A hospital trust in Kent has worked with a local hospice to improve end of life care by introducing a new symbol to alert staff when a patient is expected to die soon or has just died.
The “compassion symbol” is displayed on wards when a person is expected to die within the next few hours, days – or when a person has just died. It is also used on bags that contain a deceased person’s clothing, when the clothing is collected by relatives.
“Staff at the trust have really embraced the project, using their own ideas and creativity”
The symbol’s display is to encourage an atmosphere of quiet and respect at this significant time, said East Kent Hospitals University NHS Foundation Trust.
The symbol is part of a wider project launched by East Kent Hospitals to improve end-of-life care across the trust’s sites, via a new partnership formed with Pilgrims Hospices.
Known as the Compassion Project, the initiative promotes dignity, respect and compassion at the end of life – represented by a compassion symbol in the form of the Pilgrims Hospices’ logo.
The project was funded thanks to a legacy donation from the family of past Kent and Canterbury Hospital senior matron and Pilgrims trustee Pat Morley.
Ms Morley worked to promote excellent nursing and also volunteered for many years as a trustee of Pilgrims Hospices, where her experience was invaluable, noted the trust.
“We have a duty to ensure that our patients are cared for with dignity, respect and compassion until they die”
Following its launch in June 2017 the Compassion Project has been rolled out on nine wards across the trust. Since then it has gradually been cascaded to over 880 staff in more than 50 clinical wards and departments where patients who are dying, and their families, are being cared for.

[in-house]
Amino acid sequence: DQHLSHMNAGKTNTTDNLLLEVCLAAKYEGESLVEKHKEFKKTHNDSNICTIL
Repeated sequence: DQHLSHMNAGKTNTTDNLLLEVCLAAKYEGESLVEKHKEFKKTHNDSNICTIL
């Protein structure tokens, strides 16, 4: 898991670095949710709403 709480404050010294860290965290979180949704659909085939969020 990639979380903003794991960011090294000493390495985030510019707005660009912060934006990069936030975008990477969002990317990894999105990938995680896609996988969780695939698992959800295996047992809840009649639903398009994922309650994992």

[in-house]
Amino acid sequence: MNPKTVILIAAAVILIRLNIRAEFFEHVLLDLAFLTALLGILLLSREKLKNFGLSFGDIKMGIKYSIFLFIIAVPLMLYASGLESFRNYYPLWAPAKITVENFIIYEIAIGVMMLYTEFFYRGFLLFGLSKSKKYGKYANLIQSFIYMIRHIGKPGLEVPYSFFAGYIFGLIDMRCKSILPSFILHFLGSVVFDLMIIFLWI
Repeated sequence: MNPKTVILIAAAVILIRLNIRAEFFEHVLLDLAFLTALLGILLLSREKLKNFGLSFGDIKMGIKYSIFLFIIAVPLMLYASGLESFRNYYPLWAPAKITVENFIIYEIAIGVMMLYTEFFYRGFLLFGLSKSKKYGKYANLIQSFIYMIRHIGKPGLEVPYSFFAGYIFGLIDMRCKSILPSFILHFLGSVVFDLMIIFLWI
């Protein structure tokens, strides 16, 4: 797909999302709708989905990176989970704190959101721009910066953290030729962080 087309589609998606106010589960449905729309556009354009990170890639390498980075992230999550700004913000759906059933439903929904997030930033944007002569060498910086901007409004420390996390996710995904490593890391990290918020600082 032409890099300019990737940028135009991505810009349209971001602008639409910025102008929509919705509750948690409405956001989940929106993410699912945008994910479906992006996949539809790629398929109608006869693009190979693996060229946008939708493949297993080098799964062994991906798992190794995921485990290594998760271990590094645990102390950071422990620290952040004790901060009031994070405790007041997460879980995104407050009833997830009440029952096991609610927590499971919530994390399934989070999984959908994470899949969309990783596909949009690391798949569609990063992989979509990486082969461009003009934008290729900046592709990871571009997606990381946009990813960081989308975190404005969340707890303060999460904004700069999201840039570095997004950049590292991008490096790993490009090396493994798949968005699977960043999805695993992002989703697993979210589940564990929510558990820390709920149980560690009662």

All staff who come into contact with patients and families at such times are being trained to use the symbol and being encouraged to ensure it becomes part of the “normal ward routine and culture”.
In addition, posters have been displayed throughout the hospital wards and departments to let the public know more about the project and the use of the symbol.
Sue Cook, consultant nurse for palliative care and East Kent Hospitals’ end-of-life clinical lead, said: “Those of us who work in the NHS have a duty to ensure that our patients are cared for with dignity, respect and compassion until they die.
“That’s why the Compassion Project – and its symbol – is so important to us and all who help those approaching the end of their lives,” she noted.
Wendy Hills, Pilgrims Hospices director of nursing and care, said: “We are delighted with the success of the Compassion Project throughout East Kent’s hospital wards, so we can support as many people as possible to live well until the very last moment of their life.”
Hospital trust introduces new symbol to indicate end-of-life care
Education project lead for Pilgrims Hospices, Annie Hogben, added: “How a loved one dies can have a profound and long-lasting impact on those who are left behind. Therefore, it’s essential that staff and visitors are sensitive to the needs of the person who is dying, and their loved ones at all times.
“The Compassion Project and its symbol represent a patient-focused and relative-focused approach to end-of-life care,” she said. “This acknowledges clinical reality, but also ensures that we never neglect dignity, compassion and emotional needs.
Ms Hogben highlighted that staff at the trust had “really embraced the project”, using their own ideas to help make it a success, and ultimately making a “huge difference” for patients and families.
The trust noted that improving end of life care was one of its key priorities for improving the quality of care in its hospitals, in the wake of previous concerns identified by regulators.
However, it highlighted that, in its 2017 report on the trust, the Care Quality Commission had found a “significant improvement” in the end-of-life of pathways across East Kent Hospitals.